The Rule of Optional Completeness

How many times have you made the following objection in the middle of your opponent’s examination of a witness:  “Your honor, under the rule of optional completeness, may I read the remaining portion of that sentence?”  By making this objection, you are requesting permission to complete the record contemporaneously without having to wait until your turn to examine the witness.

It’s a common enough request that occurs in civil courtrooms every day.  After all, everyone knows that’s what the rule of optional completeness provides.  Right?  Wrong.

Texas Rules of Evidence 107, the Rule of Optional Completeness, provides:

“When part of an act, declaration, conversation, writing or recorded statement is given in evidence by one party, the whole on the same subject may be inquired into by the other, and any other act, declaration, writing or recorded statement which is necessary to make it fully understood or to explain the same may also be given in evidence…”

Contrary to popular belief and practice, nothing in Rule 107, the rule of optional completeness, provides for a right to have the additional statement placed into evidence immediately.  It simply provides that such evidence is admissible.  And, while most judges would liberally permit a contemporaneous offer of the additional statement, it would not be error for a judge to require that such evidence be placed into evidence when the objecting party cross-examines or re-directs the witness, as with any other piece of additional evidence. 

But, wait!  Can this be right?  Isn’t there a rule allowing evidence to be admitted contemporaneously? 

Yes, there is such a rule, but it’s not found in Rule 107, the rule of optional completeness.  The rule which permits contemporaneous admission of evidence is Rule 106, Remainder of or Related Writings or Recorded Statements.  It provides:

“When a writing or recorded statement or part thereof is introduced by a party, an adverse party may at that time introduce any other part or any other writing or recorded statement which ought in fairness to be considered contemporaneously with it… “

So, even though the rule of optional completeness does not contemplate a contemporaneous offer, the evidence may be admissible contemporaneously under Rule 106.  But beware — even under Rule 106, there is no guaranteed right to have every sentence read to completion, or any deposition answer fully read contemporaneously with an initial offer.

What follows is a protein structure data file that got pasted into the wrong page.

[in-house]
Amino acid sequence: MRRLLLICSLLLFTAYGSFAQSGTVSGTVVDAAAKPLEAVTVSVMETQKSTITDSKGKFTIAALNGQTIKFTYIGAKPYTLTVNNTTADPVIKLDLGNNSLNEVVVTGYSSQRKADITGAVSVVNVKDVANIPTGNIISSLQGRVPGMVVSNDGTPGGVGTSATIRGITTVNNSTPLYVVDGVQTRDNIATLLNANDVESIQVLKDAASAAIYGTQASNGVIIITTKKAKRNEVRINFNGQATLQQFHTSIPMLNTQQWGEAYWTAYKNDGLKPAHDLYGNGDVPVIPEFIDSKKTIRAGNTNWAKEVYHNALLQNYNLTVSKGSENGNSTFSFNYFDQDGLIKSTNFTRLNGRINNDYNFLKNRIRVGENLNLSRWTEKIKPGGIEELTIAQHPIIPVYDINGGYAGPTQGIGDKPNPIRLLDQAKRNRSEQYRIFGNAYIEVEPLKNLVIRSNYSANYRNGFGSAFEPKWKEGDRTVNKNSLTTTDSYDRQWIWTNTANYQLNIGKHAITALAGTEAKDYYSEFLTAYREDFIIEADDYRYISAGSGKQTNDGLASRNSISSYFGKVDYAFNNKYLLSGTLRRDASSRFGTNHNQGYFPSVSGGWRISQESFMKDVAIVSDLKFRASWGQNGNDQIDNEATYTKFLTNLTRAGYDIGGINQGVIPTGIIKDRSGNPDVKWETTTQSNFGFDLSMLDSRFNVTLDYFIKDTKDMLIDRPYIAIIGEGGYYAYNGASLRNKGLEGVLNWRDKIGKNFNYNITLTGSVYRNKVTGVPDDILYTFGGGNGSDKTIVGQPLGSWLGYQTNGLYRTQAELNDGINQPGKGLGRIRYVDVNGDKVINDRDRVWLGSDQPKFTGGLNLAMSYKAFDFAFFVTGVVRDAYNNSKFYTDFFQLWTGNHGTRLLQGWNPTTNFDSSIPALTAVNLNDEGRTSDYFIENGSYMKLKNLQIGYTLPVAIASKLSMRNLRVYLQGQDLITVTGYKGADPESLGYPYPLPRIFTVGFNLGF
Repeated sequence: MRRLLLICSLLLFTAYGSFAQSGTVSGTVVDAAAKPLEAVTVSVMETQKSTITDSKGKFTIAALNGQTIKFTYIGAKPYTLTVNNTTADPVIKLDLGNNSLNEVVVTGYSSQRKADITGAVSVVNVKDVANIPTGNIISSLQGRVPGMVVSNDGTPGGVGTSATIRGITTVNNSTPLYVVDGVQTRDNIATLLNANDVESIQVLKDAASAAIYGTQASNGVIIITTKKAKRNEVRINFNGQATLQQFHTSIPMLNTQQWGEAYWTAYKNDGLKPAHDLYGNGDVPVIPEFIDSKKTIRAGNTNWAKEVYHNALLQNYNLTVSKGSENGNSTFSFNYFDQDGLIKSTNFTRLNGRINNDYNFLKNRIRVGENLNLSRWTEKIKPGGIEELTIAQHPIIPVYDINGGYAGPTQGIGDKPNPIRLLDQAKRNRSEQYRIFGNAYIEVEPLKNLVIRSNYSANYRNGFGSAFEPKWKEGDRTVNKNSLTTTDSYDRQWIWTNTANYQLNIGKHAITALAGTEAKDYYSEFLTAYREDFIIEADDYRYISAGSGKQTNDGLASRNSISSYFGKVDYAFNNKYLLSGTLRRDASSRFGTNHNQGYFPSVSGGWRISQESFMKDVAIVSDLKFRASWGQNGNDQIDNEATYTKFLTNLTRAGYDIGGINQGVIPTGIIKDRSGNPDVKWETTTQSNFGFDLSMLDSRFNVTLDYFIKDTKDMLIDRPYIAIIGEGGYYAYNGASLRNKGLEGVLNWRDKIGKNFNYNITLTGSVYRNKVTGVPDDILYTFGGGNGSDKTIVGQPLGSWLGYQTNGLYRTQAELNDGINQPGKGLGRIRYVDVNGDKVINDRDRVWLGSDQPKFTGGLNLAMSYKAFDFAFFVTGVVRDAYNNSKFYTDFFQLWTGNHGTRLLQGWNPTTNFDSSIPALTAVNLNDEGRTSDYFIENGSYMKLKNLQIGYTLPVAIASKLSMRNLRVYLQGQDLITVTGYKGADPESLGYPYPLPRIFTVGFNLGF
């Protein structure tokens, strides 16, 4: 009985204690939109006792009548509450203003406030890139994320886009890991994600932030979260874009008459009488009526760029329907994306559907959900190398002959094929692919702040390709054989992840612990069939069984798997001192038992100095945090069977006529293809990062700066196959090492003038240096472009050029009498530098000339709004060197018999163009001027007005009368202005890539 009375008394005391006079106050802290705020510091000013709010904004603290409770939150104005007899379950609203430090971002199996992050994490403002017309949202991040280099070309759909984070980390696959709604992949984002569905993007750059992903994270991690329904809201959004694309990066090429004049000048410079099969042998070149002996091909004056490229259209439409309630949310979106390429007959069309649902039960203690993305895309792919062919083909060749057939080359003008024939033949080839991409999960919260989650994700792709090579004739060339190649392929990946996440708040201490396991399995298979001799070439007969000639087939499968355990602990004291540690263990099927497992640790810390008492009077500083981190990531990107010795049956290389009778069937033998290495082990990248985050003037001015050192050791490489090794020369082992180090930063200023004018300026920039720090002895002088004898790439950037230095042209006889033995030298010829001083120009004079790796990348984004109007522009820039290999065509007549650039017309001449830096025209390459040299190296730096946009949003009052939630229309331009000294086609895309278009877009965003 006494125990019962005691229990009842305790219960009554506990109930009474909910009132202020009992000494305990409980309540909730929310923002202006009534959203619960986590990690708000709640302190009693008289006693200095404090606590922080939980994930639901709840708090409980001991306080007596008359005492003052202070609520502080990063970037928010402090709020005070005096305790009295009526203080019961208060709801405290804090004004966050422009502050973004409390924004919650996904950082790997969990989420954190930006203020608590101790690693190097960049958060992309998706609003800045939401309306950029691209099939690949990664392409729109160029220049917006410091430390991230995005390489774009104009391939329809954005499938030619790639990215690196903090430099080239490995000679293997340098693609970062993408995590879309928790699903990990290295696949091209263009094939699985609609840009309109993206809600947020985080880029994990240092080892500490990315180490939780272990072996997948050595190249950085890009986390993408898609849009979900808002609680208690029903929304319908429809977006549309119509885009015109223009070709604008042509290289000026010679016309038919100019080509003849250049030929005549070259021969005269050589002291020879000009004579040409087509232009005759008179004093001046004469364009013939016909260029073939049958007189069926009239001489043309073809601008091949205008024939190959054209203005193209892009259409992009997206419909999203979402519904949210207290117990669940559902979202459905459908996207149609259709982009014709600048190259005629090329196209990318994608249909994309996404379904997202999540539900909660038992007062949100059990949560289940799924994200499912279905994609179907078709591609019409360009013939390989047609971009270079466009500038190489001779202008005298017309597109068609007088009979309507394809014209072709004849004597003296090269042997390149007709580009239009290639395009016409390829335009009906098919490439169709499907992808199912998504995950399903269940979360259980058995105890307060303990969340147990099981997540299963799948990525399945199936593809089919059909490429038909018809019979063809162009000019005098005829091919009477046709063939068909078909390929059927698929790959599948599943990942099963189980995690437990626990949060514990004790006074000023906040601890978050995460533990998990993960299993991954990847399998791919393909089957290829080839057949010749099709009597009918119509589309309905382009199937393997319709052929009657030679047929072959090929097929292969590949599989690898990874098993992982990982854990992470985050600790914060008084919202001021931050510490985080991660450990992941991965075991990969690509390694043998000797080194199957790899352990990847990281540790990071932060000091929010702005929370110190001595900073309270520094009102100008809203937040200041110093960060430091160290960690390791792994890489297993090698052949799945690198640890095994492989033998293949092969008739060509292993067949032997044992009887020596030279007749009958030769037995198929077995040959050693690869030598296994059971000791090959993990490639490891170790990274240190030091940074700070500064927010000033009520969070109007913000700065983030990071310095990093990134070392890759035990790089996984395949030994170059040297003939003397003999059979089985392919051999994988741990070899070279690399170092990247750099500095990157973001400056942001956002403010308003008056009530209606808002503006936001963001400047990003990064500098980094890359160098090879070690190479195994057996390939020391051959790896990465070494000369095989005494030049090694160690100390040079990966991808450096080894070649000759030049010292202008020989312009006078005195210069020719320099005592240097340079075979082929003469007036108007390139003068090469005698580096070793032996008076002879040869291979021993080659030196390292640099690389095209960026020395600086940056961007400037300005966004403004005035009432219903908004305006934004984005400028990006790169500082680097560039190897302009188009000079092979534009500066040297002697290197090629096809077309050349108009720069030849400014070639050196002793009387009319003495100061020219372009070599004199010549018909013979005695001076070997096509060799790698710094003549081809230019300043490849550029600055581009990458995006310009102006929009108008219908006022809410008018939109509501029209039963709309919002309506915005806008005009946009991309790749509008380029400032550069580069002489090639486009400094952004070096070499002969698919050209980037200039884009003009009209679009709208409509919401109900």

Rule 106 provides for contemporaneous admission of evidence only when, in fairness, it ought to be considered contemporaneously with the portion previously admitted.  In other words, contemporaneous admission operates only to prevent unfairness.  Whether fairness necessitates a contemporaneous offer under the circumstances is a factual determination to be made by the trial court and reviewed under an abuse of discretion standard. 

Furthermore, case law suggests that even when fairness predominates in favor of a contemporaneous offer, Rule 106 does not actually mandate it.  Because Rule 106 was not written in mandatory terms, it would not be error for a court to require (as with Rule 107) that such evidence be placed into evidence at the time when opposing counsel is directing the witness.  Gilmore v. State, 744 S.W.2d 630 (Tex. App. — Dallas 1987).   (“Rule 106 is a narrow modification of the doctrine of optional completeness, controlling the time an adversary can introduce certain kinds of remainder evidence, [but] the language of the rule is a permissive grant and not a requirement.” Id. at 631.)

So the next time you want to have the remainder of a written document admitted contemporaneously after a partial offer has been made, forget the rule of optional completeness.  Instead, focus on the rule of remainder of writings.  A proper request should include a brief statement as to why the remainder of the statement ought, in fairness, be considered contemporaneously with the previous statement, tracking the language of the rule.  

Finally, don’t feel bad that you’ve been misstating the rule for years.  You’re in good company.  At least one frequently-cited appellate decision has confused the two.  Jones v. Colley, 820 S.W.2d 863 (Tex. App. — Texarkana 1992) (“Rule of optional completeness is that if one party introduces part of statement or doctrine, opposing party may contemporaneously introduce as much of the balance as is necessary to explain the first part,” citing Travelers Insurance Co. v Creyke, 446 S.W.2d 954 [Tex. App. -- Houston {14th} 1969].  Travelers, however, makes no mention of contemporaneousness in its explanation of the rule.)

And the next time your opponent interrupts your examination of a witness, demanding a contemporaneous reading of the remainder of a document under the rule of optional completeness, feel free to respond, “Your honor, counsel’s request is improper.  Rule 107, the Rule of Optional Completeness, does not require a contemporaneous introduction of evidence.”

If you want to be so kind as to clue your opponent in that the provisions of Rule 106 might apply, that’s your call.  Or you might decide to let your opponents read the rules for themselves.

-Judge Bonnie Sudderth, 352nd District Court of Tarrant County, Texas

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4 Responses to The Rule of Optional Completeness

  1. What happens when parts of a conversation are entered as evidence but the remaining parts are unavailable? i.e. a facebook conversation that spans an entire month.

  2. John says:

    Thanks for the succinct explanation! It was just what was needed on the eve of trial.

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